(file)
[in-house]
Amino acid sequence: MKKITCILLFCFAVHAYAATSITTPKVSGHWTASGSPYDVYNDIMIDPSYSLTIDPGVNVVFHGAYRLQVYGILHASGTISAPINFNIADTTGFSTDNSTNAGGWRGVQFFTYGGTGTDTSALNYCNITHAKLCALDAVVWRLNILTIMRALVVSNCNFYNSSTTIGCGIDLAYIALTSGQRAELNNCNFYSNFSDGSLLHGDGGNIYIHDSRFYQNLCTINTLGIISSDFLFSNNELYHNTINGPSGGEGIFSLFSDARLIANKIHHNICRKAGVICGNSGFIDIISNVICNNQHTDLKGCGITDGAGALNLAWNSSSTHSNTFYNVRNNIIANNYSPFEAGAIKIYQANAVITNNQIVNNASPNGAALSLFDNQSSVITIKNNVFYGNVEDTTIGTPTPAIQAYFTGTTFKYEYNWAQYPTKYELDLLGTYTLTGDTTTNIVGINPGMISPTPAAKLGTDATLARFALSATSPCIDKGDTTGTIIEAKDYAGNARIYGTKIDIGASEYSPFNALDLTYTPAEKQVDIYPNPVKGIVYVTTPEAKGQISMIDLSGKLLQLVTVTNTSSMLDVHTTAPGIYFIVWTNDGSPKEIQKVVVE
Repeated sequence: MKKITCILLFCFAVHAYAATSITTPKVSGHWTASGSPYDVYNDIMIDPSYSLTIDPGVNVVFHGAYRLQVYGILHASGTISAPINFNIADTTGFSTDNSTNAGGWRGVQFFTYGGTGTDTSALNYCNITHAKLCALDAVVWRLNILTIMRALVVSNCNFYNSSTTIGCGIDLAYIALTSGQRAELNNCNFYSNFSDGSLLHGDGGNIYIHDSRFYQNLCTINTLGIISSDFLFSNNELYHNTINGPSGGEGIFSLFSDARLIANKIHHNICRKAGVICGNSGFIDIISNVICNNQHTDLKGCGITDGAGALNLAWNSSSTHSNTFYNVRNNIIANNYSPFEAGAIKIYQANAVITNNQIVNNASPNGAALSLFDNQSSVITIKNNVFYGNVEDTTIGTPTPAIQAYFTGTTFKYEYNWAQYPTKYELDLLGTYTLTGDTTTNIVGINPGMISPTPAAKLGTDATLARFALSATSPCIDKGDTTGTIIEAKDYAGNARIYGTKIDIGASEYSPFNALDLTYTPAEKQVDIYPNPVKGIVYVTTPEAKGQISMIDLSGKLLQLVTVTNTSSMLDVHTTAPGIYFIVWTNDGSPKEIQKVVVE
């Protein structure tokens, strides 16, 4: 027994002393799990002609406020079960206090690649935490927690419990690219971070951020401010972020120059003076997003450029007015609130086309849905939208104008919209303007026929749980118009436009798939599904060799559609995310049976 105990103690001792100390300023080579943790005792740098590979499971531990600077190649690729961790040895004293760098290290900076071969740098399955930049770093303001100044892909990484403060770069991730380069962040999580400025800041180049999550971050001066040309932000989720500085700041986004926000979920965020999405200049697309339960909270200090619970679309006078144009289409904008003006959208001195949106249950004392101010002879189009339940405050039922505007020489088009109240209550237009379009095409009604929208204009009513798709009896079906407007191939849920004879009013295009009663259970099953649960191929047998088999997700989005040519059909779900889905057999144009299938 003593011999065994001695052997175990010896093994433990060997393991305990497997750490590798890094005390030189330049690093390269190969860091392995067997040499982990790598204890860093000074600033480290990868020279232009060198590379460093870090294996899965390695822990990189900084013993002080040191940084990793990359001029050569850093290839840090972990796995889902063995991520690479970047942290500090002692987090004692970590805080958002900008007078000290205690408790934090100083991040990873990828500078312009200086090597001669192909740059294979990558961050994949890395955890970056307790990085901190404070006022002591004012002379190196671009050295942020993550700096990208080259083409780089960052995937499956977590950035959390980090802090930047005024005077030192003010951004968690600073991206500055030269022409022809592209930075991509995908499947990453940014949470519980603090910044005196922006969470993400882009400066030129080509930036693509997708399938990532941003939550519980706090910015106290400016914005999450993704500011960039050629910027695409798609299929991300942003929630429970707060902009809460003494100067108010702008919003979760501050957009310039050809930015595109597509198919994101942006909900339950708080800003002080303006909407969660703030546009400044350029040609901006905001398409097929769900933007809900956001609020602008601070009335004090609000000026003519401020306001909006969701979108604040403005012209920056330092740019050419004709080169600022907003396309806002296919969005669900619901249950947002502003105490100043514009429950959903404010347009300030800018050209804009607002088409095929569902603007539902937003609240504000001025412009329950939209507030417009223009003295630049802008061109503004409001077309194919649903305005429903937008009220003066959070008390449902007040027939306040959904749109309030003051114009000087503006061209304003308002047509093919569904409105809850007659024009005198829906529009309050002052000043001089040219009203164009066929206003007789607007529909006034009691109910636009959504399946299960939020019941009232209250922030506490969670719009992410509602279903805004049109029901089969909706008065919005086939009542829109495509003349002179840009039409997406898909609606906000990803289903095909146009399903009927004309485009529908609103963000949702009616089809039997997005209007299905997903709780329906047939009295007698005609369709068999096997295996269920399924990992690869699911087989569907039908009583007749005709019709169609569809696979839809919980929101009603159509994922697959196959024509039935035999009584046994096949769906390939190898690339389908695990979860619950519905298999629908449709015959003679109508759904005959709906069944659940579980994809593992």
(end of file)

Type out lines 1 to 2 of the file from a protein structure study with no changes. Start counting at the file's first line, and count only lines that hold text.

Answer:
[in-house]
Amino acid sequence: MKKITCILLFCFAVHAYAATSITTPKVSGHWTASGSPYDVYNDIMIDPSYSLTIDPGVNVVFHGAYRLQVYGILHASGTISAPINFNIADTTGFSTDNSTNAGGWRGVQFFTYGGTGTDTSALNYCNITHAKLCALDAVVWRLNILTIMRALVVSNCNFYNSSTTIGCGIDLAYIALTSGQRAELNNCNFYSNFSDGSLLHGDGGNIYIHDSRFYQNLCTINTLGIISSDFLFSNNELYHNTINGPSGGEGIFSLFSDARLIANKIHHNICRKAGVICGNSGFIDIISNVICNNQHTDLKGCGITDGAGALNLAWNSSSTHSNTFYNVRNNIIANNYSPFEAGAIKIYQANAVITNNQIVNNASPNGAALSLFDNQSSVITIKNNVFYGNVEDTTIGTPTPAIQAYFTGTTFKYEYNWAQYPTKYELDLLGTYTLTGDTTTNIVGINPGMISPTPAAKLGTDATLARFALSATSPCIDKGDTTGTIIEAKDYAGNARIYGTKIDIGASEYSPFNALDLTYTPAEKQVDIYPNPVKGIVYVTTPEAKGQISMIDLSGKLLQLVTVTNTSSMLDVHTTAPGIYFIVWTNDGSPKEIQKVVVE